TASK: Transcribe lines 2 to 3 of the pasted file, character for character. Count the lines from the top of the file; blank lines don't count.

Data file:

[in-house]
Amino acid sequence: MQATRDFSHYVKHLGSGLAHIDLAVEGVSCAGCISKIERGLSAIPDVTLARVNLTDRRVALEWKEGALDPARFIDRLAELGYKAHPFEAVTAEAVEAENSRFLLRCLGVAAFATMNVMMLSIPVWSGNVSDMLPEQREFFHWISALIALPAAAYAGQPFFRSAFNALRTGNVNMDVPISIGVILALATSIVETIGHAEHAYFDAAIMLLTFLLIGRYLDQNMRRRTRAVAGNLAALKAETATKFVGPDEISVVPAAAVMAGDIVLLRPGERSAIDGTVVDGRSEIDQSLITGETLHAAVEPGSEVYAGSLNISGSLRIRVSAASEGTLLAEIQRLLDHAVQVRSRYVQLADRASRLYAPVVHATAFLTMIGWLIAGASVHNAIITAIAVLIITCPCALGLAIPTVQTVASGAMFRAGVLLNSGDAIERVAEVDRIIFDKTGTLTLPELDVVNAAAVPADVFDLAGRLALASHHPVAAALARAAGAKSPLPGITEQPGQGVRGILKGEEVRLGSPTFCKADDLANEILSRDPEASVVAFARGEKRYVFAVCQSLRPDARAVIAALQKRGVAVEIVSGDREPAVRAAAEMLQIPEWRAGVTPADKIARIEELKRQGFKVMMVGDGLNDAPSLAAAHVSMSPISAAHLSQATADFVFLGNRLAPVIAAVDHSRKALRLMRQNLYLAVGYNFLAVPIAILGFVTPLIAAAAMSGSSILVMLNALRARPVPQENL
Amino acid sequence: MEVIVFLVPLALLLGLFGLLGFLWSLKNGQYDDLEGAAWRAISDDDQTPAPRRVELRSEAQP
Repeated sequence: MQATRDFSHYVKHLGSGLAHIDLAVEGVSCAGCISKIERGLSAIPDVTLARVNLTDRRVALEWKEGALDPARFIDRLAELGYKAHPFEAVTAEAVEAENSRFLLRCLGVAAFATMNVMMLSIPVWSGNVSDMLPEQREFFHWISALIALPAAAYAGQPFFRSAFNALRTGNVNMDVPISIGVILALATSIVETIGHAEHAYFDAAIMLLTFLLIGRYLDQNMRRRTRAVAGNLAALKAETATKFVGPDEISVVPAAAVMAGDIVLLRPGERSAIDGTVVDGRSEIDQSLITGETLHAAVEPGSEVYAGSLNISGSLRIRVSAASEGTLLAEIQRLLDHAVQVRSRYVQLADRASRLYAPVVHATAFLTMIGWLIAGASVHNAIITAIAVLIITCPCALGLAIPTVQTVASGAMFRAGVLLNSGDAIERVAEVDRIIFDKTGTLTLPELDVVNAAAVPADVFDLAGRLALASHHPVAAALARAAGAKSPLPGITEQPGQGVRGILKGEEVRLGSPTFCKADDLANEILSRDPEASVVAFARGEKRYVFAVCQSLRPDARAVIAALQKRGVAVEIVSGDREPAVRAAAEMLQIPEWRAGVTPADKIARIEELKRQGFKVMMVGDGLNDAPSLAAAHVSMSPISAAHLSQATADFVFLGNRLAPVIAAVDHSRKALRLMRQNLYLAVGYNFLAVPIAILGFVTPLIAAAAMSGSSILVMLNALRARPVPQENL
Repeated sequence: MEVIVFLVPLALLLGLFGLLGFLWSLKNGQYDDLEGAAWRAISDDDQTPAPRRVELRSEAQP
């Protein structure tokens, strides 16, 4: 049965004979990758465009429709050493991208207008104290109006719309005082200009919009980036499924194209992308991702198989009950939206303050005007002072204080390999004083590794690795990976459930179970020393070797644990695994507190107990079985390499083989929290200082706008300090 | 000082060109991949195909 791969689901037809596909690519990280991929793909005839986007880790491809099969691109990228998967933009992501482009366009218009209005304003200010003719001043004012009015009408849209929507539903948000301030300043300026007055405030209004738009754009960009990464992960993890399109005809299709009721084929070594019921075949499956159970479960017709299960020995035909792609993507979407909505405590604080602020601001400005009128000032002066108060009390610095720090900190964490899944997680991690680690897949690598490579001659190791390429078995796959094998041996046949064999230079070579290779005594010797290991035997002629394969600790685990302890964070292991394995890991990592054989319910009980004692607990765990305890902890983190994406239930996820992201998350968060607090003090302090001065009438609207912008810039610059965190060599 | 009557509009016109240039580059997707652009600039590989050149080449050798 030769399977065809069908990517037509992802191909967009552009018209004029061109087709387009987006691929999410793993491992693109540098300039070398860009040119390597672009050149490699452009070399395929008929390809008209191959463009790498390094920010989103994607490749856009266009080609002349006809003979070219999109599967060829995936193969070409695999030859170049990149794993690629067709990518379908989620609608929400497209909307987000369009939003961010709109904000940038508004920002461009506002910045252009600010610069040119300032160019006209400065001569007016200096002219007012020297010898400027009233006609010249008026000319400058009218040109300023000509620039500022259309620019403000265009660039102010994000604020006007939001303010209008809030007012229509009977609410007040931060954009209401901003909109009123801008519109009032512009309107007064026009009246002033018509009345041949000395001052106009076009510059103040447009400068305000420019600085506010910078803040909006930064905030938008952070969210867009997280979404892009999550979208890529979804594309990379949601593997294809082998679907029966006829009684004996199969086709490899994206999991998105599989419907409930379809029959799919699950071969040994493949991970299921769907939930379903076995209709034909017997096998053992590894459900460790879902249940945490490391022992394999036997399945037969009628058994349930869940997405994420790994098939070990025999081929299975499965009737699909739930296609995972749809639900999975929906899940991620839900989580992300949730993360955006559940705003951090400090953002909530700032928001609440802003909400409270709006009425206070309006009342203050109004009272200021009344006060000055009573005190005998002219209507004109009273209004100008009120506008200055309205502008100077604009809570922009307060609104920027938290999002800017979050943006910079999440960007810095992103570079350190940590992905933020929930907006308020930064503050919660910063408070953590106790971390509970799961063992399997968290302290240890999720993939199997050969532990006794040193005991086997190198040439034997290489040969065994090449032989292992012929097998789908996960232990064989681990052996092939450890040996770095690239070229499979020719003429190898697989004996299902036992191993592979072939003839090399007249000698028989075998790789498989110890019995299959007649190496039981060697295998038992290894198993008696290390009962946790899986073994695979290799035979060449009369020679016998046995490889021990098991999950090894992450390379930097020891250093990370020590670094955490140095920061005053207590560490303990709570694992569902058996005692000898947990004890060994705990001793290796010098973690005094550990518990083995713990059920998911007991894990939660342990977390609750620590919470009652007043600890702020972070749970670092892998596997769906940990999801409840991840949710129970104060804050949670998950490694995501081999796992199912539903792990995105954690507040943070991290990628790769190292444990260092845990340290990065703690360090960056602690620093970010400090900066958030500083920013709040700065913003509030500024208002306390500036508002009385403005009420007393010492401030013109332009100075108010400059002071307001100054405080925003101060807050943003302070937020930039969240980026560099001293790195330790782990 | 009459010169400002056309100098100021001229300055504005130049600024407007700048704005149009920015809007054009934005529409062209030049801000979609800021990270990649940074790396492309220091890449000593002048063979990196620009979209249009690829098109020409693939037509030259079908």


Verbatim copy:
Amino acid sequence: MQATRDFSHYVKHLGSGLAHIDLAVEGVSCAGCISKIERGLSAIPDVTLARVNLTDRRVALEWKEGALDPARFIDRLAELGYKAHPFEAVTAEAVEAENSRFLLRCLGVAAFATMNVMMLSIPVWSGNVSDMLPEQREFFHWISALIALPAAAYAGQPFFRSAFNALRTGNVNMDVPISIGVILALATSIVETIGHAEHAYFDAAIMLLTFLLIGRYLDQNMRRRTRAVAGNLAALKAETATKFVGPDEISVVPAAAVMAGDIVLLRPGERSAIDGTVVDGRSEIDQSLITGETLHAAVEPGSEVYAGSLNISGSLRIRVSAASEGTLLAEIQRLLDHAVQVRSRYVQLADRASRLYAPVVHATAFLTMIGWLIAGASVHNAIITAIAVLIITCPCALGLAIPTVQTVASGAMFRAGVLLNSGDAIERVAEVDRIIFDKTGTLTLPELDVVNAAAVPADVFDLAGRLALASHHPVAAALARAAGAKSPLPGITEQPGQGVRGILKGEEVRLGSPTFCKADDLANEILSRDPEASVVAFARGEKRYVFAVCQSLRPDARAVIAALQKRGVAVEIVSGDREPAVRAAAEMLQIPEWRAGVTPADKIARIEELKRQGFKVMMVGDGLNDAPSLAAAHVSMSPISAAHLSQATADFVFLGNRLAPVIAAVDHSRKALRLMRQNLYLAVGYNFLAVPIAILGFVTPLIAAAAMSGSSILVMLNALRARPVPQENL
Amino acid sequence: MEVIVFLVPLALLLGLFGLLGFLWSLKNGQYDDLEGAAWRAISDDDQTPAPRRVELRSEAQP